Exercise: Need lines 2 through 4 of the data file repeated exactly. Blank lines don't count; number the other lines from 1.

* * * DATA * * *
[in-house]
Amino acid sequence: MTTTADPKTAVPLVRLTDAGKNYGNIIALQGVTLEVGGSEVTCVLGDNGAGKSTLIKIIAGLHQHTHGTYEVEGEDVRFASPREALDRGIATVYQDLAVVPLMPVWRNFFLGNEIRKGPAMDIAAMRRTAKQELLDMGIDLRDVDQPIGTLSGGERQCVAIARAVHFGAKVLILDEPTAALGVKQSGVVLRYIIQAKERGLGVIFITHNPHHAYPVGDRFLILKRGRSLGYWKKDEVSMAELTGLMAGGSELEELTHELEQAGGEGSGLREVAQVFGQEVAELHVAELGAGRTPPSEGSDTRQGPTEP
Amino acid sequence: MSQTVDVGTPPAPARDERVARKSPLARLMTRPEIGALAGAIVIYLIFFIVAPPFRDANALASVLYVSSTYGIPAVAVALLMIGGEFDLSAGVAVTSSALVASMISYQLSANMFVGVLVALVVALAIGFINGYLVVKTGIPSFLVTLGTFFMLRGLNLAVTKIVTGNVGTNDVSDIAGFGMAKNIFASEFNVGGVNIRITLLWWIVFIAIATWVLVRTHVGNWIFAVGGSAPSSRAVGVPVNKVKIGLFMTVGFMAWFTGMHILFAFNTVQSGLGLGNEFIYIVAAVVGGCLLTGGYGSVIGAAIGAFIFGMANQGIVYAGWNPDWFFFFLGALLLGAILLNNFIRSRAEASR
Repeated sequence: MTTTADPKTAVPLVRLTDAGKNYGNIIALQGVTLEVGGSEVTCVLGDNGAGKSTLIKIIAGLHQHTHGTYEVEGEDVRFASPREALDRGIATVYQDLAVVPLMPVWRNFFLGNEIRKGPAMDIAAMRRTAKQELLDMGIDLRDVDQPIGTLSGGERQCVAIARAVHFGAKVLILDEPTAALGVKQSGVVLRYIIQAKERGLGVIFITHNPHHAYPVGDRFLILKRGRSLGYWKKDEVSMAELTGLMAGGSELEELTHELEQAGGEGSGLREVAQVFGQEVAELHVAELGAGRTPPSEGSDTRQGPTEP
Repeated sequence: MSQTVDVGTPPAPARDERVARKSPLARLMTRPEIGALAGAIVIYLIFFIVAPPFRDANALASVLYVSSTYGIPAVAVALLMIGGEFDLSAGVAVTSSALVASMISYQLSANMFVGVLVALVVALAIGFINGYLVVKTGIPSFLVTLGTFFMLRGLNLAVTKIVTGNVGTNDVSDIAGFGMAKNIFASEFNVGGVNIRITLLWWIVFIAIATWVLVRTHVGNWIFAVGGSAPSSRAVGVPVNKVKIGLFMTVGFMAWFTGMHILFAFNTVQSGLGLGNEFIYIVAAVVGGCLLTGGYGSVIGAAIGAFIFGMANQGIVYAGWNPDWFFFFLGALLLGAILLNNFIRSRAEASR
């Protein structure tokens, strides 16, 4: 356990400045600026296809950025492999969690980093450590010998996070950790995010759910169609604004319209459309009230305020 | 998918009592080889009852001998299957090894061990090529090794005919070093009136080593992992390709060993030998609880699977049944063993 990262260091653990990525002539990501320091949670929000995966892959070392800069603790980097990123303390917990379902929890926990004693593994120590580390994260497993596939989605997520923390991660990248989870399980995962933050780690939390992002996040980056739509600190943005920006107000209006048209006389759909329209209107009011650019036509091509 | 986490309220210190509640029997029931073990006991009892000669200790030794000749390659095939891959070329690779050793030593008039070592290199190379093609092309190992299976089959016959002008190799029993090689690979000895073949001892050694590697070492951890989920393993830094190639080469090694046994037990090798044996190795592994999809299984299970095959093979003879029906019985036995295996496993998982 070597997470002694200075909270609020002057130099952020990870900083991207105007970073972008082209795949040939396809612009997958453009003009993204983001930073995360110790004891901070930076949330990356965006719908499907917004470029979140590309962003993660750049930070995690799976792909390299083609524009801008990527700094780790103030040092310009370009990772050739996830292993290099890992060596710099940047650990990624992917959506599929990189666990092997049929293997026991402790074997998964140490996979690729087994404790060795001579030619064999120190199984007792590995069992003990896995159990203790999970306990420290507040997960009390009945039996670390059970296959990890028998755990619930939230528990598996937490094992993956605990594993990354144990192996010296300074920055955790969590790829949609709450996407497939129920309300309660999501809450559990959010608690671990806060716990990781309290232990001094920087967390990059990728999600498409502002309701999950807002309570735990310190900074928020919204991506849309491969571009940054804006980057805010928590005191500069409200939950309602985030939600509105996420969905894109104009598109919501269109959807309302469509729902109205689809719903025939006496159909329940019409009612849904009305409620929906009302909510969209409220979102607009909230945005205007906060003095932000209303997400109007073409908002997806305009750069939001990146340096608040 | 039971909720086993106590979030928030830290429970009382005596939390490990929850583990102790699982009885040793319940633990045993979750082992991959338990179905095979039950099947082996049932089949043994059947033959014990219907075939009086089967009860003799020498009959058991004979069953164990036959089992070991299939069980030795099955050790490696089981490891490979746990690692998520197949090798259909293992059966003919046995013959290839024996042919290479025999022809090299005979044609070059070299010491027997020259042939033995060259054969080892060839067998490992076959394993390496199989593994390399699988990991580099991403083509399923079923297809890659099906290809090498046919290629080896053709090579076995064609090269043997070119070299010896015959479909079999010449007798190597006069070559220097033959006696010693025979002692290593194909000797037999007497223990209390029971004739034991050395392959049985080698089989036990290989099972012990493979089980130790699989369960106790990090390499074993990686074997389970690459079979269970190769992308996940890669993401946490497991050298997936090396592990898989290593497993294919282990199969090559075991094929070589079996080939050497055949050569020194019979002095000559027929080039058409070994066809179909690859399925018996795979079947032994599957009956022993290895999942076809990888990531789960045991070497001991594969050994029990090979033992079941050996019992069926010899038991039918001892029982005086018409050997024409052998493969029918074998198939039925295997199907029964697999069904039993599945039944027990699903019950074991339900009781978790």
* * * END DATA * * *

Amino acid sequence: MTTTADPKTAVPLVRLTDAGKNYGNIIALQGVTLEVGGSEVTCVLGDNGAGKSTLIKIIAGLHQHTHGTYEVEGEDVRFASPREALDRGIATVYQDLAVVPLMPVWRNFFLGNEIRKGPAMDIAAMRRTAKQELLDMGIDLRDVDQPIGTLSGGERQCVAIARAVHFGAKVLILDEPTAALGVKQSGVVLRYIIQAKERGLGVIFITHNPHHAYPVGDRFLILKRGRSLGYWKKDEVSMAELTGLMAGGSELEELTHELEQAGGEGSGLREVAQVFGQEVAELHVAELGAGRTPPSEGSDTRQGPTEP
Amino acid sequence: MSQTVDVGTPPAPARDERVARKSPLARLMTRPEIGALAGAIVIYLIFFIVAPPFRDANALASVLYVSSTYGIPAVAVALLMIGGEFDLSAGVAVTSSALVASMISYQLSANMFVGVLVALVVALAIGFINGYLVVKTGIPSFLVTLGTFFMLRGLNLAVTKIVTGNVGTNDVSDIAGFGMAKNIFASEFNVGGVNIRITLLWWIVFIAIATWVLVRTHVGNWIFAVGGSAPSSRAVGVPVNKVKIGLFMTVGFMAWFTGMHILFAFNTVQSGLGLGNEFIYIVAAVVGGCLLTGGYGSVIGAAIGAFIFGMANQGIVYAGWNPDWFFFFLGALLLGAILLNNFIRSRAEASR
Repeated sequence: MTTTADPKTAVPLVRLTDAGKNYGNIIALQGVTLEVGGSEVTCVLGDNGAGKSTLIKIIAGLHQHTHGTYEVEGEDVRFASPREALDRGIATVYQDLAVVPLMPVWRNFFLGNEIRKGPAMDIAAMRRTAKQELLDMGIDLRDVDQPIGTLSGGERQCVAIARAVHFGAKVLILDEPTAALGVKQSGVVLRYIIQAKERGLGVIFITHNPHHAYPVGDRFLILKRGRSLGYWKKDEVSMAELTGLMAGGSELEELTHELEQAGGEGSGLREVAQVFGQEVAELHVAELGAGRTPPSEGSDTRQGPTEP